Pharmaceutical companies are alarmed that shadowy companies are buying and selling diabetic testing supplies, largely online, at cut-rate prices.

And well they should be.

Resold strips used to test for diabetes, once taken out of an accredited pharmacy’s supply chain, have a greater risk of being defective. They may have been stored at improper temperatures, tampered with or replaced with counterfeits.

EDITORIAL

The danger of that, of course — as one expert told Sun-Times reporter Stephanie Zimmermann in a story this week — is that a person with diabetes who uses these defective test strips might greatly overuse or underuse insulin — a “really critical health issue.”

Clearly, this is another new industry in the booming sharing and resale economy, made possible by the rise of the internet, that begs for tighter federal controls. And that should include stricter oversight of Medicare claims for diabetic test strips. A 2011 federal inspector general’s report, according to Zimmermann, found that Medicare had “inappropriately allowed” $6 million in claims for the test strips, sometimes to people who didn’t have a proper diagnosis.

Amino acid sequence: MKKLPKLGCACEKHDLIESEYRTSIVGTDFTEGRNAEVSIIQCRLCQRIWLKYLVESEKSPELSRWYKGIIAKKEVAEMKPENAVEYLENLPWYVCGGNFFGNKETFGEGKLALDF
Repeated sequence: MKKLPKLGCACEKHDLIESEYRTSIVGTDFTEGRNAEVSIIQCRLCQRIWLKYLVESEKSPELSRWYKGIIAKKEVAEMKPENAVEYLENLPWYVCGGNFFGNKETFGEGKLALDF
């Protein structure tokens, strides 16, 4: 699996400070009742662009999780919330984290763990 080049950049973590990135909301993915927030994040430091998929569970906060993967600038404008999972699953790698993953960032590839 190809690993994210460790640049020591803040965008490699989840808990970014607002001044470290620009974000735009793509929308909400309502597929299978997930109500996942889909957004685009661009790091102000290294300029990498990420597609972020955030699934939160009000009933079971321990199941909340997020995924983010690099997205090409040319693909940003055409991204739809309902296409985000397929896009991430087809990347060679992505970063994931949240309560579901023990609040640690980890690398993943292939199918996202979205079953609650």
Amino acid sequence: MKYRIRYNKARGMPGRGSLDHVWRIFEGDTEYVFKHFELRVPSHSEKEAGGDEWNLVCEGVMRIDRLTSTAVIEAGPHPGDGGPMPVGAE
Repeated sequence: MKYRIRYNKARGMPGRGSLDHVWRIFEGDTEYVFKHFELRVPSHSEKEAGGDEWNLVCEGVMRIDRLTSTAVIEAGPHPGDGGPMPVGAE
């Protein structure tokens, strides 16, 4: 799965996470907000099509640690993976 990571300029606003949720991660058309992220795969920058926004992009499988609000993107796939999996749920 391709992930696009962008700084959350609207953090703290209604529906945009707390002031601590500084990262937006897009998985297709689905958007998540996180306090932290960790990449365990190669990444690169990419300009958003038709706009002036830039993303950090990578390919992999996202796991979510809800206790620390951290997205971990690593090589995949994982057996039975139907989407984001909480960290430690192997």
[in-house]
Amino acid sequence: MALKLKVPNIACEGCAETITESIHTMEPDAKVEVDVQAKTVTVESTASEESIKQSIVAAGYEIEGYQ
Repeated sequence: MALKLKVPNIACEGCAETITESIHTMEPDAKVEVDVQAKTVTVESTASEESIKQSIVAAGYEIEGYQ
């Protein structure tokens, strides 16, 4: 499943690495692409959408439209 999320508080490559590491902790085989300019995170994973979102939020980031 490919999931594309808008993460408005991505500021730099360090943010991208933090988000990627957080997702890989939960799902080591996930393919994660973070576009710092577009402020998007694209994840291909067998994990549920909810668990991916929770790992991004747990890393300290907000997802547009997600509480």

But let’s also understand why this grey market — in which at least one company, Surplus Diabetic Supplies of Chicago, has been slow to pay people for their unused test strips — even exists.

Diabetes test strips, like many pharmaceutical supplies and drugs, are expensive. The strips can cost an average of $2 apiece at a licensed pharmacy, and some diabetics use up to 12 strips a day to monitor their blood sugar levels. That works out to $24 a day, or $168 a week, or $8,736 a year. Private insurance and Medicare pay for the strips, but not necessarily all the strips, and not necessarily the entire cost.

A reseller of test strips on the grey market, which by and large is legal, might sell the strips for about 70 cents apiece, a fraction of what the pharmacy charges.

Government can and should better regulate the sale of unused diabetes test strips, but grey markets such as this will continue to exist, and even thrive, as long as the cost of drugs and pharmaceutical supplies remain prohibitively high for millions of Americans. And as long as insurance coverage remains inadequate.

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